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Seven questions with ... Jamie Langenbrunner

Sunday, 04.12.2009 / 10:33 PM / 2009 Playoffs Conference Quarterfinals

By Dan Rosen - NHL.com Senior Writer

With 128 NHL postseason games on his hockey resume, New Jersey captain Jamie Langenbrunner can offer a dissertation on the NHL Stanley Cup Playoffs. While we didn't ask him to do that, we did want to grab some of his opinions on the Devils and the Stanley Cup Playoffs.

Here are our seven questions with Jamie Langenbrunner:

1. NHL.com:
All season long your line of yourself, Zach Parise and Travis Zajac has been one of the best in the League. Do you feel that teams around the League fear you guys?

Jamie Langenbrunner
: "I don't know what other teams feel, but we're confident in our ability and we put the pressure on ourselves to produce night in and night out. If we're not producing, we feel like we're letting the team down. I can't speak for other teams, but I definitely think we put that pressure on ourselves."

2. NHL.com
: With the emotions of Martin Brodeur setting the all-time wins record still fresh, the Devils went on a six-game losing streak. Can that experience help going forward, or is that a cliché that gets overblown a bit?

Langenbrunner:
"It depends on what you do with it. If you learn something from it and grow as a team, it can help you. You learn some things about guys in the locker room and you learn that if you're not sharp and at the top of your game, it can slip extremely quickly. That's what we showed ourselves. We weren't that far off, but we were off our game by doing one thing or two little things wrong. It shows you how close and how fine of a line there is between winning and losing. I think we came closer as a team. When things are going well, it's real easy. You have a smile on your face and everybody is happy. When things go bad, you see the true colors of people and I think we did a real good job of picking each other up. It took a few games, but we did a good job of it and realizing that when we support each other, we're much better off."

3. NHL.com: For years the Devils have been looked upon as a defensive team. Do you think the offense now has started to gain respect, too?

Langenbrunner: "I don't know if we're getting any respect as an offensive team. You are who you are and we stress defense first. But we have guys who can score some goals. We have a guy in the top five of scoring, 30-goal scorers and some 20-goal scorers. I mean, we can score some goals. I don't think we consider ourselves a team that sits back and plays defense, but we never have here. Just because we play a system and play it well doesn't mean you're a defensive team."

4. NHL.com:
Brodeur was so hot -- as was the team -- when he came back from his injury and started gunning for Patrick Roy's wins record. Then it looked like he hit a wall. Do you think he has gotten over that hump?

Langenbrunner:
"I think so. I think we all did as a team. It wasn't just Marty. We had that good run when he was hurt and he came back and we played well. It was an emotional time for everybody. Then we had the big weekend with Boston and Philly and we dropped both those games. It was a big letdown after that. We were still playing for something, but we lost that urgency. I think the hard problem was fighting to get it back. It took us longer than we wanted, but I think we're on a road back now."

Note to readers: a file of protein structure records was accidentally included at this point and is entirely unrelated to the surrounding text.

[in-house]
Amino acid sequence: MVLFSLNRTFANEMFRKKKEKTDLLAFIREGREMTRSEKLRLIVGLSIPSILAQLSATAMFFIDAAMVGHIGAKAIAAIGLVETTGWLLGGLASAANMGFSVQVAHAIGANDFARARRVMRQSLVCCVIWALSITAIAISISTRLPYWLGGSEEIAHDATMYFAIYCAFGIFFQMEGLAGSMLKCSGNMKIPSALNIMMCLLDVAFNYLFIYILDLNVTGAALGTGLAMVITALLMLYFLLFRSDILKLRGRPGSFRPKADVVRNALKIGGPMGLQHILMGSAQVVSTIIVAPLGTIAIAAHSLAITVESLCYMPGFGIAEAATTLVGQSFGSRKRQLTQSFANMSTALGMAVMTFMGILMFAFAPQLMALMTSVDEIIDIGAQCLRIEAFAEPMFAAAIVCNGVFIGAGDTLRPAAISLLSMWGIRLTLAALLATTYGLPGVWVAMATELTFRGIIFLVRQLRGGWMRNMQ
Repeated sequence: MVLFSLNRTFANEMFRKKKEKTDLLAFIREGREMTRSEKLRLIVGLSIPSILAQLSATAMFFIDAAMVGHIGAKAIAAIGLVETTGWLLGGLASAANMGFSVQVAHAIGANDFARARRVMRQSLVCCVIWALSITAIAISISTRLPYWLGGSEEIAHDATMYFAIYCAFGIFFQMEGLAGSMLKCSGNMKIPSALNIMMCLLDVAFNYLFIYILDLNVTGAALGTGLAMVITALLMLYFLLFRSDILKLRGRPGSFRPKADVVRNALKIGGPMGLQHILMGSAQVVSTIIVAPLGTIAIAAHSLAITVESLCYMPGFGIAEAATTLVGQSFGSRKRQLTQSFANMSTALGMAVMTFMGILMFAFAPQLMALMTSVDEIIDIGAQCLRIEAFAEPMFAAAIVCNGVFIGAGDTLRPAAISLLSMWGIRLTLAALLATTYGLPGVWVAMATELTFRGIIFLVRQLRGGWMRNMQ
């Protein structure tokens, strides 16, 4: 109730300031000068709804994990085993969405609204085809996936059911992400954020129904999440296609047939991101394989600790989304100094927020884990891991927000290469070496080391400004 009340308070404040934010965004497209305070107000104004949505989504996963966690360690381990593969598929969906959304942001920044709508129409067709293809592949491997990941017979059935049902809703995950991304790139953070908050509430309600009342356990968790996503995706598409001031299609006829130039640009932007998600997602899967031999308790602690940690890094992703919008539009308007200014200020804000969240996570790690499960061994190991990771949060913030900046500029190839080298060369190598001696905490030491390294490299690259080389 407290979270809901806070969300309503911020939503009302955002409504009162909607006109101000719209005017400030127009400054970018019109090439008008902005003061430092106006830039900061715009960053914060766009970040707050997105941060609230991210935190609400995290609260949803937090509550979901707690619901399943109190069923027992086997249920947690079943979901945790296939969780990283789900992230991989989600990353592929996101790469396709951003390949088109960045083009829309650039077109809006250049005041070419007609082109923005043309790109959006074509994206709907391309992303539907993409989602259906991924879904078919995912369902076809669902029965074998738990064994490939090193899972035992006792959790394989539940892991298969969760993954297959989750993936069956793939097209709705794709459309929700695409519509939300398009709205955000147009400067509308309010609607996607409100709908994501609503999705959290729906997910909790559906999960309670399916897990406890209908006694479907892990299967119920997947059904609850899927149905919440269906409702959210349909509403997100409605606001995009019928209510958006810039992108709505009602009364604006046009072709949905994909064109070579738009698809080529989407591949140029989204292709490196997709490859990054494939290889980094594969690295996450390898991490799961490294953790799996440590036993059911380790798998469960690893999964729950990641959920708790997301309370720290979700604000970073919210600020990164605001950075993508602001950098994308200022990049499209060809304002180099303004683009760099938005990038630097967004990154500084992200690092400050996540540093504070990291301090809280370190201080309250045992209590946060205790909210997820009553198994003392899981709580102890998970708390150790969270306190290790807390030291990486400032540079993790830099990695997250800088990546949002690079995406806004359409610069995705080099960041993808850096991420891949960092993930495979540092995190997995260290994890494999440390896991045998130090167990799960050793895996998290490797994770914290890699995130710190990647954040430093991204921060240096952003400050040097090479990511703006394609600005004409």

5. NHL.com: How much have you found experience plays a factor at this time?

Langenbrunner: "For me, every team I have been on has been one of the most experienced teams, so I don't know anything different. I think it plays a big part. There are no question marks going into the playoffs. You're not asking, 'What is it going to be like? How am I going to respond? Can I handle being in this situation?' When you have guys who have played 100 playoff games, you have been through it and there is nothing you haven't seen in a series. Up 3-0 or down 3-1, you have been in every situation and you can draw from those experiences."

6. NHL.com:
The Devils have been in the playoffs every season since 1996-97. Do you still get that twinge of excitement on the eve of the postseason, or is it just ho-hum now?

Langenbrunner:
You have to be excited. The first round is the toughest, I believe. Everybody is firing on full cylinders. Everybody is gung-ho and it's a battle. You get through that first round and things seem to settle down. That first round is just crazy, usually."

7. NHL.com: How much are you guys motivated after last season's flop against the Rangers?

Langenbrunner:
"It's been a while since we have been where we want to be, battling at the end of the year. This is another opportunity that we need to seize. Last year's failure was not great. It's something that you definitely have to look back on and draw from that experience and not want to experience again; but we look forward. We are not dwelling on it. This is a new team."

Contact Dan Rosen at drosen@nhl.com.


Quote of the Day

Your team is going to want to recapture the feeling. What they're going to have to figure out is they're going to have to rewrite the story. Because you're going to rewrite the story doesn't mean you want a different end. It's just that you're going to have to learn that there's different challenges to get there, and if you're going to try and tap the same feeling, it ain't going to happen.

— Los Angeles Kings general manager Dean Lombardi on maintaining their success from last season